onhifi.com's 2004 Gift-Giving
Normally, Im really happy to be
part of the getting-and-having media-industrial complex. As a matter of fact, you might
say the existence of this -- or any -- website that reviews new hardware and software is
predicated on the gospel of consumption.
But as we put our harvest festivals behind us and start
anticipating our different versions of the winter solstice, many of us in the GAHMI
complex like to pretend that theres more of a purpose to the whole affair than at
other times of the year. We do this by publishing "gift-giving guides."
If you want to give someone a gift, by all means, be my
guest. Youre allowed to do so at any time of the year, not just midwinter. In my
heart of hearts, however, I know how unlikely it is that many adults will be given
high-end audio as presents at this or any other time of the year. My wife would never
give me a piece of hi-fi gear on any occasion -- and not because I review the stuff
for a living, but simply because she knows how much of the thrill is in the hunt.
We audiophiles love to read all the reviews, search the
Internet, scour the thrift shops (hope springeth eternal), and inhabit the demo rooms.
Take all that away by giving us a preamp or a transport and well have so much
less to do. Heck, we may even have to spend time with our loved ones -- which may well
pain the giver as much as the recipient.
Sorry. Thats not really funny. We audiophiles
arent really antisocial, we just spend a lot of time by ourselves in dark rooms, so
we sometimes forget our social graces. Another thing we tend to forget is how lucky we
If were obsessing over the differences between two CD
players, it probably means that we have food and shelter. It might even mean that
were relatively healthy, although if the past year has taught me anything, its
that music is a powerful healing modality.
So I have a suggestion for the 2004 gifting season: Drop
If youre spiritual, think of it as a cleansing fast.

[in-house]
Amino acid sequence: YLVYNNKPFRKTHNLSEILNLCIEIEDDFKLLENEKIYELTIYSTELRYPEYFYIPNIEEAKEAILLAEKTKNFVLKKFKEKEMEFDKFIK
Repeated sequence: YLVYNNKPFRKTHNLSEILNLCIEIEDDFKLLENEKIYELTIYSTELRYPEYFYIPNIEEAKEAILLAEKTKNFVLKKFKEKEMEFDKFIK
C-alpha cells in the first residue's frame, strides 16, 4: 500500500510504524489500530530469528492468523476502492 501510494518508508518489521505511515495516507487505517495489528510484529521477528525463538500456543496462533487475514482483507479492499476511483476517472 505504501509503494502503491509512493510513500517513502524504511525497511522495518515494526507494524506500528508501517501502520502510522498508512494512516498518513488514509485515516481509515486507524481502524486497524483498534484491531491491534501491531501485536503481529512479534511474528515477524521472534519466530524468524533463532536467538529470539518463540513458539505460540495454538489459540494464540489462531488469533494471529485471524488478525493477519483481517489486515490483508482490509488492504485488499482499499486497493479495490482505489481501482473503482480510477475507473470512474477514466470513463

If youre political, think of it as a protest -- and go to Reverend Billys website for a suitably
Even better than dropping out: Spread your good fortune.
Most of us already have favorite charities we like to support -- unfortunately, there
always seem to be more of them than we can support -- but if youd like to add
one of the following to your list, they could sure use your help.
provides assistance for music people (musicians, engineers, and producers) who need it.
This includes financial and medical aid for personal emergencies. The music industry
doesnt have a great track record for treating its veterans well; MusiCares is an
attempt to correct that.
Mark Childrens House is a hospice for children that provides respite
round-the-clock support, transitional care, and end-of-life care for children with
life-limiting or terminal illnesses. Its the only facility of its sort in America.
If you cant imagine anything worse than the death of a child, consider facing the
prospect of that death alone, without medical support, palliative care, or emotional
By the way, if you cant spare cash, the GMCH has a
downloadable "Wish List" of materials it needs -- a list that includes DVDs
(G-rated only, please), stereo and video equipment, books, and tools.
International helps impoverished people around the world become self-sustaining by
giving them animals and plants that can help feed and clothe them, and by working within
communities to offer training and organizational development. For example, a $20 donation
can provide chicks to a family. Within six months, those chicks could be producing up to
200 eggs a year, eating garden pests and weeds, and providing fertilizer for healthier
vegetables. A $10 contribution can provide seedlings, which can be planted to control
erosion and soil runoff, retain moisture in the soil, and provide fodder -- $60 could
provide saplings instead of seedlings.
You could change your system this year.
Wouldnt you rather change the world?